Japan

You take the Yayoi, you take the Jomon, you take em both and there you have, the Japanese. That's what linguists recently confirmed as they sought to examine dialects in use in modern Japan to find a single common ancestor. The linguists instead found two.

The Latest News on Sand

Science can say with certainty what percentage of a tube must be filled with sand before friction the individual grains create enough friction with one another that they stop flowing like a liquid and act like a solid: 64 percent.

Hey there, folks. A good friend of mine who lives in Tokyo recently sent me an email about Quakebook -- something I hadn't heard of previously. Turns out it's a really awesome project that has broken the publishing mold in many ways and helped raised money for the Red Cross at the same time. If you haven't heard about it, here's the skinny...

It's sad that the 32 year anniversary of the nuclear accident at Three Mile Island is made more relevant because of the current situation in Japan. If it hadn't been for the earthquake and tsunami-caused events recently then the passing of the Three Mile Island incident would have probably gone unnoticed by many. But because nuclear power is no suddenly again in the limelight, we're getting some coverage of the partial meltdown that occurred on March 28, 1979. Believe it or not I actually remember it, at the age of eight. Of course I didn't know what was going on, but I knew it was something important.

Hey there, folks. On Tuesday's show we got to the matter at hand in terms of Japan's current nuclear reactor scenario that continues to unfold. We're not a news show, we do try and explain things in simple terms when a particular event has gripped the world. We can all thank Jeri in these cases for turning these shows around so quickly for release when the clock is ticking. Our goal with this episode was to do what we always try and do -- explain what in the heck is going on with something without the mainstream media bells and whistles that some might refer to as sensationalism. Especially in a case like this, where fear is very real and not to be manipulated.

In Search of the Ghoulish Work of Japan's Unit 731

There was something about the moment in human history that encapsulated World War II where the idea of vivisecting humans seemed appealing to a lot of people around the world. Either that, or there are a lot of us who really want to dismember alive those people we interact with at any given moment and it was only under the utter attendent loss of humanity that afforded some of those people the opportunity to do it. That Herophilus, the father of anatomy, vivisected about 600 live subjects in the fouth century BC, shows that the curosity of what will happen when a knife opens a live human is an ancient one.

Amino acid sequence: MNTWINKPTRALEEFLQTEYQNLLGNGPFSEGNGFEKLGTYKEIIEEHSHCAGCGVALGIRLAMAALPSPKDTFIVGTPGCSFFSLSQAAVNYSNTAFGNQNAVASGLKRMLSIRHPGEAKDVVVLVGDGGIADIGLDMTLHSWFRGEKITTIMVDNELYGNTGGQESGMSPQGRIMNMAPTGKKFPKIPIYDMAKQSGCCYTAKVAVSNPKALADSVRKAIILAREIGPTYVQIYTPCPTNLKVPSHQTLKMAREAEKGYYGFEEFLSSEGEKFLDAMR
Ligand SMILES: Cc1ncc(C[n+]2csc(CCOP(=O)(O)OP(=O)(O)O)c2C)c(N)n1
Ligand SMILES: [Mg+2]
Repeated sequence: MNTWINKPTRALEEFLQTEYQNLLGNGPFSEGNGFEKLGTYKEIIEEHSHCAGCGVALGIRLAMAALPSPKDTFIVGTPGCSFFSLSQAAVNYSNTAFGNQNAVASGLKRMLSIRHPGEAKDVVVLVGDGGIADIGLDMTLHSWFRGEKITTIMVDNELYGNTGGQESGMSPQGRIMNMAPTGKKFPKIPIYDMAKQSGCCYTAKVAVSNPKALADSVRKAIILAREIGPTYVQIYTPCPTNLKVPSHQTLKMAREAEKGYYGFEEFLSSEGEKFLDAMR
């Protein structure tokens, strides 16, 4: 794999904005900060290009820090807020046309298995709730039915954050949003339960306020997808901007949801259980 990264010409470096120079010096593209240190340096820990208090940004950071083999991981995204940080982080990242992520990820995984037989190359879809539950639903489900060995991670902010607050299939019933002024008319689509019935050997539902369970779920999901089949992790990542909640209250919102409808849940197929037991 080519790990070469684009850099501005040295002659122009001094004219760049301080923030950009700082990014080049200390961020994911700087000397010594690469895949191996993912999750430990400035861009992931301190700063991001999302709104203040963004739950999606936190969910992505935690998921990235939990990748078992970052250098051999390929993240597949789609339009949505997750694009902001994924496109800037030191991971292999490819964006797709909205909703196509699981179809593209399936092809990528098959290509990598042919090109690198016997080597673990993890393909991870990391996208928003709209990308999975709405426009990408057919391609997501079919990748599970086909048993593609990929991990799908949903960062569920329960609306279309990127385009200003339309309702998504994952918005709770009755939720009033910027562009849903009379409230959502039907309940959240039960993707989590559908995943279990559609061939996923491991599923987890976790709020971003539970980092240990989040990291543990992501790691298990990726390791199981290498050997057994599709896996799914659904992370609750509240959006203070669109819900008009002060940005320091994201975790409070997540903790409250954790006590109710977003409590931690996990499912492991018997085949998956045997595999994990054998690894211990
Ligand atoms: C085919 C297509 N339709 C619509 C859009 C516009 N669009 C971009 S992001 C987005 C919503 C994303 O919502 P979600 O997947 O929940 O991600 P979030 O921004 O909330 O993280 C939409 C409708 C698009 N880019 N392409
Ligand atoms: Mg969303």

Japan Pays Homage to America's Cities, Guts with Line of Burgers

It seems like all of the best food is found abroad. It is true, we have fried pickles, Fool's Gold sandwiches, Buffalo wings, 1/2-lb. Cheesy Potato Burritos, corned beef hash, doughnuts. So, well, we do have pretty good food here in the States, I guess. But I've found that overseas, they often take our good ideas and make them into something like holy food. In Switzerland, for instance, they make this dish called metzger rosti, which consists of a fried egg atop a slab of fried Spam, over bed of fried hash browns and covered with an amazing onion sauce. Good God, I want some right now. Despite their fair-to-say obsession with maintaining a healthy weight, I've found the Japanese are among the best at besting nations of origin with their own food.

The Jakarta Globe reports that the Twitter account of Andi Arief, the government adviser for disaster management and social affairs, was hacked on Thursday. Someone managed to hijack the adviser's account, @AndiAriefNew, and send a message to his 8,500 followers: "Besok jakarta tsunami" ("Jakarta tsunami tomorrow). Aside from the loss of face, there doesn't appear to have been any fallout or panic created by the tweet. The hacker also sent other messages, mocking other national officials and prompting an indignant response from a staffer.

So this is pretty awesome: A recent rising star in the Japanese pop music scene is actually nonexistent in any way we "normals" would consider an individual to exist. She is, in fact, a hologram named Hatsune Miku. Miku is the product of a software craze sweeping Japan right now called Vocaloid. You type in whatever lyrics you want and pick some notes from the program, and hit play and what you've wrought is sung by the program. There's no need for you to open your mouth.